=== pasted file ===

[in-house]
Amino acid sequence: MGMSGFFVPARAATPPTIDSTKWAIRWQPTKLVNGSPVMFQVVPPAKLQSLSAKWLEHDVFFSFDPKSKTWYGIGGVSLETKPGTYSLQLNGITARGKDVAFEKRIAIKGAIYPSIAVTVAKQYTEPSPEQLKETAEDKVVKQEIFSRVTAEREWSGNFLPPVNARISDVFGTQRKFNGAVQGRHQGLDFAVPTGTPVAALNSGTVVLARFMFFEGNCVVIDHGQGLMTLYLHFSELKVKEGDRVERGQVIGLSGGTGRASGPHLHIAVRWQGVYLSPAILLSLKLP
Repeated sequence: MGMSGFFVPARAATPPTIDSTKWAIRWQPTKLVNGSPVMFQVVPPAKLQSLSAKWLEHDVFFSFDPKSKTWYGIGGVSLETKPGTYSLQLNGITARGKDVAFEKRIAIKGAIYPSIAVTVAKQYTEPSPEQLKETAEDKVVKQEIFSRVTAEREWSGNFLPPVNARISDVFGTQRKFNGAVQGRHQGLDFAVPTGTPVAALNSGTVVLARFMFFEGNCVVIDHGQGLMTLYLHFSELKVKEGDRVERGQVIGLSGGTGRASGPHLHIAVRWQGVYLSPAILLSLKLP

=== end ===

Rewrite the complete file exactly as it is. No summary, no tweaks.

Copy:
[in-house]
Amino acid sequence: MGMSGFFVPARAATPPTIDSTKWAIRWQPTKLVNGSPVMFQVVPPAKLQSLSAKWLEHDVFFSFDPKSKTWYGIGGVSLETKPGTYSLQLNGITARGKDVAFEKRIAIKGAIYPSIAVTVAKQYTEPSPEQLKETAEDKVVKQEIFSRVTAEREWSGNFLPPVNARISDVFGTQRKFNGAVQGRHQGLDFAVPTGTPVAALNSGTVVLARFMFFEGNCVVIDHGQGLMTLYLHFSELKVKEGDRVERGQVIGLSGGTGRASGPHLHIAVRWQGVYLSPAILLSLKLP
Repeated sequence: MGMSGFFVPARAATPPTIDSTKWAIRWQPTKLVNGSPVMFQVVPPAKLQSLSAKWLEHDVFFSFDPKSKTWYGIGGVSLETKPGTYSLQLNGITARGKDVAFEKRIAIKGAIYPSIAVTVAKQYTEPSPEQLKETAEDKVVKQEIFSRVTAEREWSGNFLPPVNARISDVFGTQRKFNGAVQGRHQGLDFAVPTGTPVAALNSGTVVLARFMFFEGNCVVIDHGQGLMTLYLHFSELKVKEGDRVERGQVIGLSGGTGRASGPHLHIAVRWQGVYLSPAILLSLKLP